Hacker Adrian Lamo, who exposed Army whistleblower Chelsea (then Bradley) Manning, died today at the age of 37.
Lamo’s father Mario announced the news in a Facebook post. A cause of death was not immediately clear.
Known as the “Homeless Hacker,” Lamo led a transient lifestyle. But while his living arrangements weren’t fancy, his hacking skills were legendary.
Lamo first came to prominence in 2002, when he broke into The New York Times‘ internal computer network, added his name to the internal database of expert sources and used the paper’s LexisNexis account to conduct research on high-profile subjects.
During a 2002 NBC appearance to discuss the Times hack, Lamo demonstrated his techniques by gaining access to the channel’s internal computer network. NBC lawyers ended up killing the segment.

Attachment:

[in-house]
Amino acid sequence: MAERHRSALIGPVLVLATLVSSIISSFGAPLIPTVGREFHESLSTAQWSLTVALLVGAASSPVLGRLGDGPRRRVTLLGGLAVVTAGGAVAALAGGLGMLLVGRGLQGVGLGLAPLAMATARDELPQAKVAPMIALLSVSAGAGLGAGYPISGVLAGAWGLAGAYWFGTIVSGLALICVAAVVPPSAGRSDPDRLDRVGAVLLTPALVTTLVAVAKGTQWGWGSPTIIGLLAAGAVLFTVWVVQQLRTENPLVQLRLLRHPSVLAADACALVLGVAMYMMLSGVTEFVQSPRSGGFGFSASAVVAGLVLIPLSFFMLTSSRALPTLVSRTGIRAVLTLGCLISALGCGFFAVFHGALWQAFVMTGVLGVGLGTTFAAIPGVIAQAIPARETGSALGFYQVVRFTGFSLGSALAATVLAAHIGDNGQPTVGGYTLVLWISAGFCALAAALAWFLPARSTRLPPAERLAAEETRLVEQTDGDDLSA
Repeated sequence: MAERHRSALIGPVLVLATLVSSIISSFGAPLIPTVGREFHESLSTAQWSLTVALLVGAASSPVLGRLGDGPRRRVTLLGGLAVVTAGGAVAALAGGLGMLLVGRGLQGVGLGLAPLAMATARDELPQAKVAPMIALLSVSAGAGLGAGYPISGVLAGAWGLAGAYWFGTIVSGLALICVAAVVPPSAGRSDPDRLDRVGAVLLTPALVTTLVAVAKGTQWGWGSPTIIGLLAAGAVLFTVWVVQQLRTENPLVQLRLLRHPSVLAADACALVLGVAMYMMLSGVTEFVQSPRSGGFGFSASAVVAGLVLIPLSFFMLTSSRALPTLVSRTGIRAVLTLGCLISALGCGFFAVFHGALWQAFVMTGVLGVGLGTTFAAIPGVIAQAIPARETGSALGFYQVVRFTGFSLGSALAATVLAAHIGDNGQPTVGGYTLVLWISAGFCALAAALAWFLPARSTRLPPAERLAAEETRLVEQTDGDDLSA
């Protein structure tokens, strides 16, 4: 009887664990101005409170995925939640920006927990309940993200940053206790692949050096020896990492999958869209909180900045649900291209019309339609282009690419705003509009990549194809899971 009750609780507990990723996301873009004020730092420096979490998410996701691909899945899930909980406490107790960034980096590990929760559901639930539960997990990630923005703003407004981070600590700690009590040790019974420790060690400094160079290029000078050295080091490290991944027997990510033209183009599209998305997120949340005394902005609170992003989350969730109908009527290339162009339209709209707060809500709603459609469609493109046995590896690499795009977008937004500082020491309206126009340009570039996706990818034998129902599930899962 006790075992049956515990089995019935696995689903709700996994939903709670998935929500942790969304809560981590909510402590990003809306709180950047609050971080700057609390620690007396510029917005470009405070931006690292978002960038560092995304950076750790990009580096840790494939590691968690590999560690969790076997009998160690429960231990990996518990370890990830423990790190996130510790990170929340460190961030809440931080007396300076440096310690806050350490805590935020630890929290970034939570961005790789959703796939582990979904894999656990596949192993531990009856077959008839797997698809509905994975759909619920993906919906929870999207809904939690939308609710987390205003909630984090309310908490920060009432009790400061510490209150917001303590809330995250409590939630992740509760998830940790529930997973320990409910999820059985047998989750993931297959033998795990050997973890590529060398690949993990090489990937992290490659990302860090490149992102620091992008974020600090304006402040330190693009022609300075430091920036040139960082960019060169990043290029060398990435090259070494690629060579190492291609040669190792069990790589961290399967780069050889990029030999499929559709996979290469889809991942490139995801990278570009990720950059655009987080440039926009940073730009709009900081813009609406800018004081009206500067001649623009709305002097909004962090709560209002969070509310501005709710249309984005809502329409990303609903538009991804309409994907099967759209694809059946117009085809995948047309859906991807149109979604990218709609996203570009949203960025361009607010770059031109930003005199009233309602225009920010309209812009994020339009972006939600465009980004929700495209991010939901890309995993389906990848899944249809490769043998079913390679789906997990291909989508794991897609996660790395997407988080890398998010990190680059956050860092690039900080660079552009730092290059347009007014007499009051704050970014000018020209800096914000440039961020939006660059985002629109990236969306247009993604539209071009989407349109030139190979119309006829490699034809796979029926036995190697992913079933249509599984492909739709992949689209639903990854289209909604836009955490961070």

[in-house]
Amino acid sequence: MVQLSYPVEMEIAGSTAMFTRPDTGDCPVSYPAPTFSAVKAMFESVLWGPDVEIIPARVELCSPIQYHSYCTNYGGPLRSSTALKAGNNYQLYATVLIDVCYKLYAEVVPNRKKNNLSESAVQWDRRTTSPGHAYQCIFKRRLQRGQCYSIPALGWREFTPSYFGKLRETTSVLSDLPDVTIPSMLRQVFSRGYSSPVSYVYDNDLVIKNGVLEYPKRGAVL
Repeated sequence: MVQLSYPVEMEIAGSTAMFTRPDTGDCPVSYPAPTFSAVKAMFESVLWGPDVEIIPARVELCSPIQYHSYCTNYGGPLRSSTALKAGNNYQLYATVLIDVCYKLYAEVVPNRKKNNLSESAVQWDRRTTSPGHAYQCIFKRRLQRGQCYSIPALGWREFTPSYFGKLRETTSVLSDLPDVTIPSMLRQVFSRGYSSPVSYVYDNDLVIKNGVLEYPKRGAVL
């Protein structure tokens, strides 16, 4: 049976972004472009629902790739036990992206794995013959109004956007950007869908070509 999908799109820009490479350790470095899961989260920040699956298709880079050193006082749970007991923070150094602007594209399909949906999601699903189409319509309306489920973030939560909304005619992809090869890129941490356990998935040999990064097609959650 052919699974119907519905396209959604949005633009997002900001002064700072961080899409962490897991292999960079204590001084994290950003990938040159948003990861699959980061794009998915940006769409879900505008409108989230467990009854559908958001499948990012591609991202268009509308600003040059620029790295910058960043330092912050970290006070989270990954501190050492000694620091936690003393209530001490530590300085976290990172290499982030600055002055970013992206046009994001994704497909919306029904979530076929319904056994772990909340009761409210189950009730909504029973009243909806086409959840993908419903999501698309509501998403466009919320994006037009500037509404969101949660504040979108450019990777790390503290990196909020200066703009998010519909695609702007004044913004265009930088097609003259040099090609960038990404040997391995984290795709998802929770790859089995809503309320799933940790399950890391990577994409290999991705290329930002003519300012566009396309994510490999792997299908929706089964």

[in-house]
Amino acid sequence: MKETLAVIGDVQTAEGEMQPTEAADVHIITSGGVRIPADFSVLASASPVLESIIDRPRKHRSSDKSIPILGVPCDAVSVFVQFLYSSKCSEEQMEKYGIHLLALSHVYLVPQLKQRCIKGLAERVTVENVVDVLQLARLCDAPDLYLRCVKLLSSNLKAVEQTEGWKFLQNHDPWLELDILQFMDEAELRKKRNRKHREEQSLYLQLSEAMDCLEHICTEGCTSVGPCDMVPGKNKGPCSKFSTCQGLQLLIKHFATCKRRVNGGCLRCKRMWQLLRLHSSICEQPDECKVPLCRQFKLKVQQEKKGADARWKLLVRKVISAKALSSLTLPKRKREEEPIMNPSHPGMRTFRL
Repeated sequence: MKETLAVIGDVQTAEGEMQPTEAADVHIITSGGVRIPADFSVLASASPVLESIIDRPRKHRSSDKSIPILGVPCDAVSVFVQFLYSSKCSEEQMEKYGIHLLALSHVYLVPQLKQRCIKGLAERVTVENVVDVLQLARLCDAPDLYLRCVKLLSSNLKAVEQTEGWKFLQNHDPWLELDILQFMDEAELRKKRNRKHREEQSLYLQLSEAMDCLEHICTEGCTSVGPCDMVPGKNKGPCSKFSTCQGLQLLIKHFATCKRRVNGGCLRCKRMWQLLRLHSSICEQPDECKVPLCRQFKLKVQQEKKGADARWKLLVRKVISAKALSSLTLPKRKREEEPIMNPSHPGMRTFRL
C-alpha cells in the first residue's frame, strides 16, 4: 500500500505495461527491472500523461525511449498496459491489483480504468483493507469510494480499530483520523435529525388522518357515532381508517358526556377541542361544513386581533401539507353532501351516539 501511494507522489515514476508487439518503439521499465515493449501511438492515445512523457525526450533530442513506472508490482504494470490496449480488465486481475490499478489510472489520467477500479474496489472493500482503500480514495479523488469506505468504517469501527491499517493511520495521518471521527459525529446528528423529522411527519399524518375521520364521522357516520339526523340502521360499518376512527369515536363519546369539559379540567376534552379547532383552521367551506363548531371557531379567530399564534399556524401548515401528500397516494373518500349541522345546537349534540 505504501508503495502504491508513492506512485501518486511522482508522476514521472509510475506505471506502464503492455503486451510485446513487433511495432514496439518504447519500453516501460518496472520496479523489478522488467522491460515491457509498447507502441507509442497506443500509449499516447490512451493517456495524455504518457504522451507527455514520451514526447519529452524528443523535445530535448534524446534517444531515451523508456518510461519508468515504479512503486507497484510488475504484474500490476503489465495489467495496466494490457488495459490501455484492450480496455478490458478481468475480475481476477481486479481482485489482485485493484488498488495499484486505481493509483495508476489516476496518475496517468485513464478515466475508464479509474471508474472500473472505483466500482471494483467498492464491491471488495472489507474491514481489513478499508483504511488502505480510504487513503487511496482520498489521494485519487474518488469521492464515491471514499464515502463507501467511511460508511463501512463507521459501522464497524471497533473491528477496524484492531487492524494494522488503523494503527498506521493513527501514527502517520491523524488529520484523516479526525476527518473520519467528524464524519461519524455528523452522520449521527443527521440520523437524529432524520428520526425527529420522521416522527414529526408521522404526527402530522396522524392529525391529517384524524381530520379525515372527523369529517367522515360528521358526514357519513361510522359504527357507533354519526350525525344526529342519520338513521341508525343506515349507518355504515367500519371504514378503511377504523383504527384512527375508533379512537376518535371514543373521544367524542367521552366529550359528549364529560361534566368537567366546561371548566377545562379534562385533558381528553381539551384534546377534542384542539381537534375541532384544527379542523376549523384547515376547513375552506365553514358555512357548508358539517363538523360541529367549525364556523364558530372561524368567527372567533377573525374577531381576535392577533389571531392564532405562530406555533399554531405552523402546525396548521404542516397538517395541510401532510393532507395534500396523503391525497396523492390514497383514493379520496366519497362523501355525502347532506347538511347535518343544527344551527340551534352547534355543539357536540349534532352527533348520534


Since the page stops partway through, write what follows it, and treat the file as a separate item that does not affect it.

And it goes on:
But Lamo’s most infamous action came years later. In 2009, he began an online correspondence with intelligence analyst Bradley Manning.
Manning revealed that he had sent 260,000 classified government documents, including diplomatic cables and secret video footage, to the website WikiLeaks.
Believing that lives were in danger, Lamo reported Manning to the Department of Defense. He also turned over copies of their online correspondence.
WikiLeaks founder Julian Assange denounced Lamo as “a very disreputable character,” and other hackers called him a snitch.
Not surprisingly, Assange did not mourn Lamo’s death.
Lamo wrote in The Guardian that his actions were “morally ambiguous but objectively necessary.”
Manning was sentenced to 35 years in prison, but President Barack Obama commuted the sentence at the end of his term.
Lamo also frequently posted on Quora, and last year he released a book called Ask Adrian collecting his favorite questions and answers.